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        Prevalence and management of malnutrition in primary care
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        Prevalence and management of malnutrition in primary care
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Malnutrition is a significant problem prevalent in primary healthcare settings. Although widely reported in acute hospitals it is clear that there are greater numbers of patients at risk of malnutrition living at home or in care settings. One study showed that 40% of acute hospital patients were already malnourished on admission.(1)

A local dietetic led project had previously developed and disseminated a structured approach to treatment of malnutrition in Primary Care based on the NICE guidelines(2) using MUST but it was clear that most GP's would not have time during a routine appointment to screen patients. A BMI ⩽18.5 immediately puts a patient in the high risk category, with a MUST score of 2. The aim of this project was to explore whether a single marker could be used to highlight the risk of malnutrition with sufficient impact to draw attention to the problem. Ethical approval for the research was obtained from the Bioscience Research Ethics Committee of the University of Portsmouth. Advice that NHS REC approval was not required due to the nature of the project (audit and service development) was given.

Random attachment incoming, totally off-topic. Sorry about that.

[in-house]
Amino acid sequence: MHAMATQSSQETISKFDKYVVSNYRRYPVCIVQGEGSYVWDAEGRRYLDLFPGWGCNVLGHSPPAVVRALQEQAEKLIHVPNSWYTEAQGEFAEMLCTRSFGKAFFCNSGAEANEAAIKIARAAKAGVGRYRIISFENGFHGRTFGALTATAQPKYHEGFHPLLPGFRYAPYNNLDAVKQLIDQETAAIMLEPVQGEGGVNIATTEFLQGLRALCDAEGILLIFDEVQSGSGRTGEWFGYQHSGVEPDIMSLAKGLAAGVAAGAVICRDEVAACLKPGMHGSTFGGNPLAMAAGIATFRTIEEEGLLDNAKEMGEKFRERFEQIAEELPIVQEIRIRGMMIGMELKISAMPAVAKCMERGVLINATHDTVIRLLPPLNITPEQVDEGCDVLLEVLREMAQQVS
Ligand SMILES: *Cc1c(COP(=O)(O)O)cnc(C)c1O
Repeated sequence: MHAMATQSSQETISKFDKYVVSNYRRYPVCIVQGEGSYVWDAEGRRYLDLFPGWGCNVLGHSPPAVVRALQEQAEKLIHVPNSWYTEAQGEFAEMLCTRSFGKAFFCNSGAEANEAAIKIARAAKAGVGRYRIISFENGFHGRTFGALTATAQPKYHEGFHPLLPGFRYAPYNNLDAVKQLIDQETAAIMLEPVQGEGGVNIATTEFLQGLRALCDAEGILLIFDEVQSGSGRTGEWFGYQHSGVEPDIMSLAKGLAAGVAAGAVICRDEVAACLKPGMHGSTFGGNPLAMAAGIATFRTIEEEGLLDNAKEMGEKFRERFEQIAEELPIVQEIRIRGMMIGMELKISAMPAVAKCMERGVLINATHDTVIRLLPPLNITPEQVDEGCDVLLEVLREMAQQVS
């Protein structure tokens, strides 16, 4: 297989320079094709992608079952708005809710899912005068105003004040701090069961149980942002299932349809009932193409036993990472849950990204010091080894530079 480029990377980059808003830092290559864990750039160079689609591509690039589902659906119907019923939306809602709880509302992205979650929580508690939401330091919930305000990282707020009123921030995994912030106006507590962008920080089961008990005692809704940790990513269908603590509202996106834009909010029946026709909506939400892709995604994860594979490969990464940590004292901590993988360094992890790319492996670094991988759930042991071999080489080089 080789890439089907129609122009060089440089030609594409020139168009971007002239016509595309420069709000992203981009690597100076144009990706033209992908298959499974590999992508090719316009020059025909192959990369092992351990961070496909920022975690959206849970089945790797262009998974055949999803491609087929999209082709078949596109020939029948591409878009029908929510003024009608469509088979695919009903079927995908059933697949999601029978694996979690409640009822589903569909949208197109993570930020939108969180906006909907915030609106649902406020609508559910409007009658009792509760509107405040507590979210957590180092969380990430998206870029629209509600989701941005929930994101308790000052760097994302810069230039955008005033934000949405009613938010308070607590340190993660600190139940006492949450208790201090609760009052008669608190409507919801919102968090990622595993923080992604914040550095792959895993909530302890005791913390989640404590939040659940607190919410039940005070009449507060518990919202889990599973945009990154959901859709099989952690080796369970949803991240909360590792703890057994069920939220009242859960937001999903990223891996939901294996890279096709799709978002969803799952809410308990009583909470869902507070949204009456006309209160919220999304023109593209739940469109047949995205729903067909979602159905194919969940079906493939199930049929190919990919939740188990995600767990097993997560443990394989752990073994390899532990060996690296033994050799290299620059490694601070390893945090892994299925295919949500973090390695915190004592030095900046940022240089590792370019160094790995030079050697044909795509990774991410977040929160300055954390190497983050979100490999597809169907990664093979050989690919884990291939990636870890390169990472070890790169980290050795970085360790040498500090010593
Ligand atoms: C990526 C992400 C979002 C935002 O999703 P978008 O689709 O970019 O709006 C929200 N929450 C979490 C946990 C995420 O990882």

Searches were carried out on the databases at four local surgeries, searching for all patients over 18 years with a BMI ⩽18.5, all patients prescribed Sip Feeds and for patients in both categories. Having identified the cohort of patients, their individual records were searched looking for evidence that their nutritional vulnerability had been recognized and action taken. This included noting age and social demographics, whether they were on a long term conditions register, if they had been referred to a dietitian and if follow up monitoring was in place.

A total of 204 patients were identified from the searches. 89 (44%) had a BMI ⩽18.5 and were not on ONS. 66 (32%) were prescribed ONS with a BMI >18.5. 27 (13%) had BMI ⩽18.5 and were on ONS. 134 (65%) of the total cohort were aged >65. 52 (25%) of patients suffered from one or more of the co-morbidities for which a register is required and that have been identified as being a risk factor for malnutrition; COPD, Heart Failure, Dementia and Cancer. 22 patients were referred to a dietitian. Data was not complete since 22 patients on ONS had no BMI recorded.

The results of the audit indicate that for the majority of patients with low BMI there is no evidence in their medical records to indicate that the risk has been recognized or any action taken. ONS prescribing to patients with normal or high BMI could be taken to indicate that nutritional compromise has been recognized other than through low body weight, but little monitoring is in evidence to evaluate the efficacy of the treatment. The high level of entry to registers for long term conditions and the guidelines associated with the registers outlining desirable frequency of review, offers an opportunity to screen and monitor nutrition status.

1.British Dietetic Association, Malnutrition in Hospitals, available www.bda.uk.com, 2006.
2.National Collaborating Centre for Chronic Conditions. Nutrition Support for Adults Oral Nutrition Support, Enteral Tube Feeding and Parenteral Nutrition NICE (2006).